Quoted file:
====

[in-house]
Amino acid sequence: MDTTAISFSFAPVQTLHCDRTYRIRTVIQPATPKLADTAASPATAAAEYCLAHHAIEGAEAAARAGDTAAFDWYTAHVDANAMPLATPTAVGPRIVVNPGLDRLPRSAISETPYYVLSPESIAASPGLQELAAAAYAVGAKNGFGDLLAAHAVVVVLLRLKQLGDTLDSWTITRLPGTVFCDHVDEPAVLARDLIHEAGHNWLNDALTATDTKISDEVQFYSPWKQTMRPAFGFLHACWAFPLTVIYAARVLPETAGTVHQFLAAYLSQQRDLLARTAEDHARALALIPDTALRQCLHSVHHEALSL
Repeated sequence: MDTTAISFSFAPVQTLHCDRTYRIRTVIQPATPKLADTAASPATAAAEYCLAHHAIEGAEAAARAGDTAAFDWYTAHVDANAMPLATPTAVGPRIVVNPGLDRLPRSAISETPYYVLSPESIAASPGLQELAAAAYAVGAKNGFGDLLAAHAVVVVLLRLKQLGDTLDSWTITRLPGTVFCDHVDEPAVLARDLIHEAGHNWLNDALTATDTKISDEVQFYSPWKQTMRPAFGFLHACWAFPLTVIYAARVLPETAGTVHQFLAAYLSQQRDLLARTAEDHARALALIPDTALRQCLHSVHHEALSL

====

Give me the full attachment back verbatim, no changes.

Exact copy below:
[in-house]
Amino acid sequence: MDTTAISFSFAPVQTLHCDRTYRIRTVIQPATPKLADTAASPATAAAEYCLAHHAIEGAEAAARAGDTAAFDWYTAHVDANAMPLATPTAVGPRIVVNPGLDRLPRSAISETPYYVLSPESIAASPGLQELAAAAYAVGAKNGFGDLLAAHAVVVVLLRLKQLGDTLDSWTITRLPGTVFCDHVDEPAVLARDLIHEAGHNWLNDALTATDTKISDEVQFYSPWKQTMRPAFGFLHACWAFPLTVIYAARVLPETAGTVHQFLAAYLSQQRDLLARTAEDHARALALIPDTALRQCLHSVHHEALSL
Repeated sequence: MDTTAISFSFAPVQTLHCDRTYRIRTVIQPATPKLADTAASPATAAAEYCLAHHAIEGAEAAARAGDTAAFDWYTAHVDANAMPLATPTAVGPRIVVNPGLDRLPRSAISETPYYVLSPESIAASPGLQELAAAAYAVGAKNGFGDLLAAHAVVVVLLRLKQLGDTLDSWTITRLPGTVFCDHVDEPAVLARDLIHEAGHNWLNDALTATDTKISDEVQFYSPWKQTMRPAFGFLHACWAFPLTVIYAARVLPETAGTVHQFLAAYLSQQRDLLARTAEDHARALALIPDTALRQCLHSVHHEALSL